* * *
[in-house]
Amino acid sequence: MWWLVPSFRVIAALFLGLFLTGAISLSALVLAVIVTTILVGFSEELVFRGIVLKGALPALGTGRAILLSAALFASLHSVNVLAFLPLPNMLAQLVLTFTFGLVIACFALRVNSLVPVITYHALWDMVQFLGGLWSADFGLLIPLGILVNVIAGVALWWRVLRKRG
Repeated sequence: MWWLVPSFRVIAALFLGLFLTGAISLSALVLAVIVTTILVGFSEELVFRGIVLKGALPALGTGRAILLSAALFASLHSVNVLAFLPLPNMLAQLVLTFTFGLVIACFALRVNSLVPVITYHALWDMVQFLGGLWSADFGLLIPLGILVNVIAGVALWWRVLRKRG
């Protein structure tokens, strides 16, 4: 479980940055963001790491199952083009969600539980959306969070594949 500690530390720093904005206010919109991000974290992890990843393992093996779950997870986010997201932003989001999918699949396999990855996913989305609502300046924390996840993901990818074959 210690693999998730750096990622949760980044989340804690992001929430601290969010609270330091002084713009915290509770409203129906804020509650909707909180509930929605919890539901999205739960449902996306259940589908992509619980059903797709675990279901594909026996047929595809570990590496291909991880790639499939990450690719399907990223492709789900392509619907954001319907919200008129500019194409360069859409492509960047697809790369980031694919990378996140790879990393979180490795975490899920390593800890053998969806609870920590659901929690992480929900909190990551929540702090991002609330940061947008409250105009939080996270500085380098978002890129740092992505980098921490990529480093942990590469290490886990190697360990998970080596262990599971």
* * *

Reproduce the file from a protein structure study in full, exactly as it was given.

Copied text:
[in-house]
Amino acid sequence: MWWLVPSFRVIAALFLGLFLTGAISLSALVLAVIVTTILVGFSEELVFRGIVLKGALPALGTGRAILLSAALFASLHSVNVLAFLPLPNMLAQLVLTFTFGLVIACFALRVNSLVPVITYHALWDMVQFLGGLWSADFGLLIPLGILVNVIAGVALWWRVLRKRG
Repeated sequence: MWWLVPSFRVIAALFLGLFLTGAISLSALVLAVIVTTILVGFSEELVFRGIVLKGALPALGTGRAILLSAALFASLHSVNVLAFLPLPNMLAQLVLTFTFGLVIACFALRVNSLVPVITYHALWDMVQFLGGLWSADFGLLIPLGILVNVIAGVALWWRVLRKRG
């Protein structure tokens, strides 16, 4: 479980940055963001790491199952083009969600539980959306969070594949 500690530390720093904005206010919109991000974290992890990843393992093996779950997870986010997201932003989001999918699949396999990855996913989305609502300046924390996840993901990818074959 210690693999998730750096990622949760980044989340804690992001929430601290969010609270330091002084713009915290509770409203129906804020509650909707909180509930929605919890539901999205739960449902996306259940589908992509619980059903797709675990279901594909026996047929595809570990590496291909991880790639499939990450690719399907990223492709789900392509619907954001319907919200008129500019194409360069859409492509960047697809790369980031694919990378996140790879990393979180490795975490899920390593800890053998969806609870920590659901929690992480929900909190990551929540702090991002609330940061947008409250105009939080996270500085380098978002890129740092992505980098921490990529480093942990590469290490886990190697360990998970080596262990599971």